Therefore, strong encryption is the only solution to solve the data-centric security problem. However, this involves several challenges, like for example, managing the encryption keys since the data may involve dozens of millions different records, and thousands or more data encryption keys.
How Utimaco ESKM Can Help Solving the Data-Centric Security Problem
Utimaco ESKM (Enterprise Security Key Management) is a key management solution that can efficiently manage data-at-rest encryption. For instance, it is a proven solution for the encryption of cardholder data or hospital patients records.
ESKM is compatible with non-stop volume encryption, which allows continuous replication of data from one site to another. ESKM is compatible with the following client encryption systems:
- HPE NonStop
- HPE Smart Array Secure Encryption (Proliant)
- HPE StoreEver Tape Library
- HPE StoreServe 3PAR
- HPE StoreOnce
- HPE XP
- HPE SimpliVity/Hyper Converged
- HPE Helion (OpenStack Barbican)
- HPE Nimble
- Micro Focus Connected MX Backup/Recovery
- Voltage Email and Big Data Encryption System
Here is a list of the data that ESKM can help encrypt in a data-centric solution:
- Payment cardholder data (CHD)
- Electronic health records (EHR)
- Personally identifiable information (PII)
- Intellectual property (IP)
- Confidential business records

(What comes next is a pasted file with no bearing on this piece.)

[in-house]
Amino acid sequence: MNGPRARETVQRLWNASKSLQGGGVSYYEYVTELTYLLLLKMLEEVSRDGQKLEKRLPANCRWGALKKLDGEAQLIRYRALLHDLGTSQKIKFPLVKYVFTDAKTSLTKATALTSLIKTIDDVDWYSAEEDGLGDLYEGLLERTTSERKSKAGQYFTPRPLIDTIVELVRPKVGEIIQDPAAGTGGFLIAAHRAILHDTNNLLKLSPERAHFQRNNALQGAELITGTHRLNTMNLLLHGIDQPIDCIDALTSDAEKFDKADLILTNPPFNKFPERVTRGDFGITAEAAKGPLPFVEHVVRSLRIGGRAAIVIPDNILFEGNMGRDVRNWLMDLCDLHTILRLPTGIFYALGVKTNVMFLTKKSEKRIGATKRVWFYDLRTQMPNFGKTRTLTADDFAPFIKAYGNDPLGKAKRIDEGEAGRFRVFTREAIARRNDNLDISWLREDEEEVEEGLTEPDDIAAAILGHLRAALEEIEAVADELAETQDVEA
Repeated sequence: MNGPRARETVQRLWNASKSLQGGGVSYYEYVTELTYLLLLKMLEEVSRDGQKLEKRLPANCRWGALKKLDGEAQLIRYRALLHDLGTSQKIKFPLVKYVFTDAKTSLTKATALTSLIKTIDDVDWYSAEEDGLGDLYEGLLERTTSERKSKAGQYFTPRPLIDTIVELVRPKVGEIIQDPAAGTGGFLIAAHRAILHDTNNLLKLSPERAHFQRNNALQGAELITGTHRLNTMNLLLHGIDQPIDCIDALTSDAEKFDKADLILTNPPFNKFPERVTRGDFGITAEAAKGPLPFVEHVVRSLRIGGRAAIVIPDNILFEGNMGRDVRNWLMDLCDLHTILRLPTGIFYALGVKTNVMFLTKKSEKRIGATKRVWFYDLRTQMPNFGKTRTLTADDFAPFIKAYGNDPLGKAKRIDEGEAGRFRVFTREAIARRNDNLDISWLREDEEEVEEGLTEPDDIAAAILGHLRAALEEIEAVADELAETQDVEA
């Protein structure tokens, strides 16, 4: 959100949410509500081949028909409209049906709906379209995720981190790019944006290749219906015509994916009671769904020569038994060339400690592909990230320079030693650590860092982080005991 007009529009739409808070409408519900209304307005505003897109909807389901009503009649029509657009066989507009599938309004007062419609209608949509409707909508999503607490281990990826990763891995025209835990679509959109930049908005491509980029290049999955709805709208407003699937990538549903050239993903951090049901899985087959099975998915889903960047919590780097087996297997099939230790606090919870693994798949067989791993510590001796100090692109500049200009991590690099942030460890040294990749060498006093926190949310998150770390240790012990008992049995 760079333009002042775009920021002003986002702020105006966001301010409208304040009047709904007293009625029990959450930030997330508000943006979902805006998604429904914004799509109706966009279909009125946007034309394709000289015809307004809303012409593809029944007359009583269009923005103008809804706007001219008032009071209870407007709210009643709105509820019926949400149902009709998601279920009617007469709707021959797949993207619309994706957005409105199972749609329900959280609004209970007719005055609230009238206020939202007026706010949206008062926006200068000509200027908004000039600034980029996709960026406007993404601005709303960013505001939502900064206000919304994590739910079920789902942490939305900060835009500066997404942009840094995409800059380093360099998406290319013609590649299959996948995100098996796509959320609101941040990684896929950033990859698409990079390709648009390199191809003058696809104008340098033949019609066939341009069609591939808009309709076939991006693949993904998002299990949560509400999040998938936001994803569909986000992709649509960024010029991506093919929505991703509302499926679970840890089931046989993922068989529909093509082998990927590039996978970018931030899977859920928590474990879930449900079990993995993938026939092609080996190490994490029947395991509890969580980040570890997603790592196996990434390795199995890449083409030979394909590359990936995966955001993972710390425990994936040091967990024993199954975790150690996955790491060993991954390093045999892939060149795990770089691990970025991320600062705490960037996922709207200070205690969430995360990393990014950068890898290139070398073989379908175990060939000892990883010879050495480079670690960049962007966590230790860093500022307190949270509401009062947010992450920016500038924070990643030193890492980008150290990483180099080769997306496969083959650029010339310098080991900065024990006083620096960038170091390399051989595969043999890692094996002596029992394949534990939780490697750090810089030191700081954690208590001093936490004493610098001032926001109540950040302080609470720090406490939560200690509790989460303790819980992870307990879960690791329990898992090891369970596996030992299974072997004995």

- Service provider hosted data
- Defense and classified information
An Example of Integration of ESKM in a Data-Centric Architecture
The following real use case example demonstrates how ESKM can enforce the creation of a data-centric architecture.
In this example, a major healthcare IT provider needed to protect sensitive patient information, including EHR (Electronic Health Record), PHI (Protected Health Information), and PII (Personally Identifiable Information). Compliance with the HIPAA (Health Insurance Portability and Accountability Act) had to be respected.
Data were mirrored between multiple datacenters with around 10,000 servers and more than 250,000 disks per datacenter. In order to realize a data-centric secure architecture, the data had to be ciphered on each server, and keys had to be separated from data. The solution was to integrate ESKM servers in the system.
As a result, remote key management separated keys from the sensitive data, and allowed continuous encryption of the data in a scalable way (for example, ESKM’s thousands of server clients).
Utimaco ESKM can help construct a full data-centric architecture by allowing encryption key management in a smart and scalable way.
Read more about the Utimaco Atalla AT1000 Hardware Security Module (HSM), a payments security module for protecting sensitive data and associated keys. Or access more articles on our blog.
About the author
Martin Rupp ist Kryptograph, Mathematiker und Cyber-Wissenschaftler. Seit 20 Jahren entwickelt und implementiert er Cybersicherheitslösungen für Banken und sicherheitsrelevante Organisationen. Martin erforscht derzeit die Anwendung von Machine Learning und Blockchain in der Cybersicherheit.